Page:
For many, today’s America is the pinnacle of the continuous development of humanity toward ever-greater freedom. It represents the fruition of the cries of liberty at the gates of Bastille in France, the struggles of the abolitionists and the suffragists and the aspirations of the civil rights movements of the past century. Its values and principles are the culmination of the efforts of generations of social activists and freedom fighters. It is the vehemence of these ideals, the promises of liberty and equality, that draws thousands of immigrants here every year; it is the essence of these ideals that behooves Americans to accept these immigrants with open arms. As the beneficiaries of the progress achieved by the many sacrifices of the previous generations, we are obligated to preserve these hard-fought ideals. This entails the responsibility to study, understand and, if necessary, take action to protect the bedrocks of our civil society.
The intrinsic irony in the phrase “nation of immigrants” — first popularized by former President Kennedy — symbolizes human progress. Originating from Latin “natio,” which translates to “race” or “tribe,” the word “nation” has historically referred to people of the same origin. America, the nation of immigrants, is the tribe that is not tribal, the nation whose membership is not restricted to any particular nationality, a human effort to break away from the prejudices ingrained in us by our shared, but divisive, history.
The American dream, the human dream, is the ideal that every human being, regardless of race, sex or religious background, should have an equal opportunity to achieve success and prosperity through hard work, determination and initiative. Jean-Jacques Rousseau famously wrote: “Man is born free, and everywhere he is in chains.” The American dream is an attempt at breaking the invisible chains of the human caste system, which deprives us of our birthright freedoms.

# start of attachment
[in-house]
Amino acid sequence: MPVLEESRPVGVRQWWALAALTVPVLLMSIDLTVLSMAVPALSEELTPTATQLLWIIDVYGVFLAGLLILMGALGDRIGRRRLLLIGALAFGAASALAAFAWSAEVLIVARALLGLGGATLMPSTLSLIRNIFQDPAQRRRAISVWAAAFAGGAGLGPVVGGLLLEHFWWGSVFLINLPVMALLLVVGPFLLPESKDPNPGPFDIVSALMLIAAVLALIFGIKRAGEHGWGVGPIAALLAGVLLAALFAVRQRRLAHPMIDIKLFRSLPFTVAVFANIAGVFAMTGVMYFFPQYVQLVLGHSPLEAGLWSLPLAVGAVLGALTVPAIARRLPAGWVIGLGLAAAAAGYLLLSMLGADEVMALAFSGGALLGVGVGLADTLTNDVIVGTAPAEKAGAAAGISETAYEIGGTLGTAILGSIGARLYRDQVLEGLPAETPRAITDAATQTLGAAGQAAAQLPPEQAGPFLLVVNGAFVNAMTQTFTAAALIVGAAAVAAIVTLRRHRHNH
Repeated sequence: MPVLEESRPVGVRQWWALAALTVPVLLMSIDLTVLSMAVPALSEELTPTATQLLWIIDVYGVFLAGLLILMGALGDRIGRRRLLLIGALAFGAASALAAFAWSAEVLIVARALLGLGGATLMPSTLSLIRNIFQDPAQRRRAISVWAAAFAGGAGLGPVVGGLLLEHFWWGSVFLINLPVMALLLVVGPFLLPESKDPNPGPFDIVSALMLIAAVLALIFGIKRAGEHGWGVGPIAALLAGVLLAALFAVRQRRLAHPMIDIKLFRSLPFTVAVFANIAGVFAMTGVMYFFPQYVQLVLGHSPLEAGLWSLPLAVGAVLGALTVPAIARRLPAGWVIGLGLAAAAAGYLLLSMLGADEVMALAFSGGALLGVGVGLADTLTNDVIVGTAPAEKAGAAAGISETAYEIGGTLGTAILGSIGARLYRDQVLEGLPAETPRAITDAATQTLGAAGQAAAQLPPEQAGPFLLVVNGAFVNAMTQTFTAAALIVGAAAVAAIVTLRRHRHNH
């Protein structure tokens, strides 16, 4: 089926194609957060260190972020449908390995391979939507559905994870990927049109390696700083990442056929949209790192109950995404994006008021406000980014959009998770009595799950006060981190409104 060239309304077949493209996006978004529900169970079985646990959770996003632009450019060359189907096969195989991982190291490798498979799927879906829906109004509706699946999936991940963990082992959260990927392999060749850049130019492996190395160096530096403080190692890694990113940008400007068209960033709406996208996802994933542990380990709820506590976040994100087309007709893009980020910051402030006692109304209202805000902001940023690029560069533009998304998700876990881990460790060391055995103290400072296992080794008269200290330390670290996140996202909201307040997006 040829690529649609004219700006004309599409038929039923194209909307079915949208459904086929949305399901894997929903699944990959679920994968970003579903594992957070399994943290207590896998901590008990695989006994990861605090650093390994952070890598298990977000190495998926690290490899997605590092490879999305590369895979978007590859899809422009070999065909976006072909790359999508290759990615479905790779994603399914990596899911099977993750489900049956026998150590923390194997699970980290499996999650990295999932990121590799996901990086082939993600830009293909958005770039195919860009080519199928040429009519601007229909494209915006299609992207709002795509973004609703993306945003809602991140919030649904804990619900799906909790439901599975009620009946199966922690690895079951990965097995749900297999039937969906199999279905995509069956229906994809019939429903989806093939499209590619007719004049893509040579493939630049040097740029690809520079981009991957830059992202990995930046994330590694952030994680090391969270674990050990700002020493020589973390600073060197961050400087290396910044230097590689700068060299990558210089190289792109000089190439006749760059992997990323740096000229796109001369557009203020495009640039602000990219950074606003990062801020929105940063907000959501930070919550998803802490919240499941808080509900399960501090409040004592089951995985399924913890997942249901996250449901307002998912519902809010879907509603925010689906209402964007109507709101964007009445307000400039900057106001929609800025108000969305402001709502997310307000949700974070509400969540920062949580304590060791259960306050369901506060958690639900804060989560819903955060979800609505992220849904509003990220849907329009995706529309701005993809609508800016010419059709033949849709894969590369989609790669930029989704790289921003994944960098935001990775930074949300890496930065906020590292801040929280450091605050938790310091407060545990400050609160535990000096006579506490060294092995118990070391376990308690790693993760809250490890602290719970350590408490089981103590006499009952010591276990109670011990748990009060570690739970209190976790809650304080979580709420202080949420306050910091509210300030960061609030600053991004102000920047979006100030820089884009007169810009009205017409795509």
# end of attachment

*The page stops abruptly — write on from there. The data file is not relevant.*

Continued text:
The sudden implementation of the executive order banning the entry of immigrants and foreign travelers into the United States based on their places of birth was a pushback against the vision of the American dream. On Jan. 27, a group of Iranian students and I gathered to watch the coverage of the president’s signing of the executive order. One of our close friends — a University of Michigan Art & Design alum — was on a flight back from Iran. She had traveled to Iran to take part in an art project in Tehran. As we anxiously awaited the news of her arrival, tales of the cruel implementation of the ban demoralized us. I listened in disbelief as I heard the ordeals of the Yale professor who did not know when he would be able to see his wife and newborn child and the story of the elderly, legally blind resident who was denied his medications at the airport while being detained. I could hardly hold back tears as I watched the five-year-old boy who was handcuffed for hours in the airport being showered by his mother’s kisses after his release, his innocent eyes desperately searching for answers in his parents’ faces. Fortunately, our friend was allowed into the country with only minor issues at customs.
The events of the past few months have been a sobering reminder that our journey toward liberty and equality is not always a smooth and peaceful one. It reminded us of the horrific mistakes of the past. It reminded us of the MS St. Louis and its innocent passengers who were sent back to Europe from the shores of America, many ending up in Nazi concentration camps. It reminded us of the Japanese families who were sent to internment camps during World War II, who were ripped out of their daily lives for crimes they did not commit. It reminded us of the darkest chapters of the history of this nation.
This latest onslaught on the immigrant community is not only an attack on the lives and the dignities of the immigrant families, it is also an attack on our human dream. It is an attempt to reduce the role of the leadership of the free world to the chieftainship of a tribe. This is a challenge to the vision that led to the formation of this country, that America is “an asylum to the good, the persecuted, and to the the oppressed.” It is a test of the resolve of the American people in safeguarding their values. However, as an optimist, I believe that our journey toward liberty is unstoppable, that this is the last gasp of age-old prejudices struggling to survive the pace of human progress. I hope and believe that, despite these setbacks, you and I, along with the rest of humanity, will someday realize our great human dream.
Farhad Shirani is a postdoctoral research fellow in Electrical and Computer Engineering at the University of Michigan.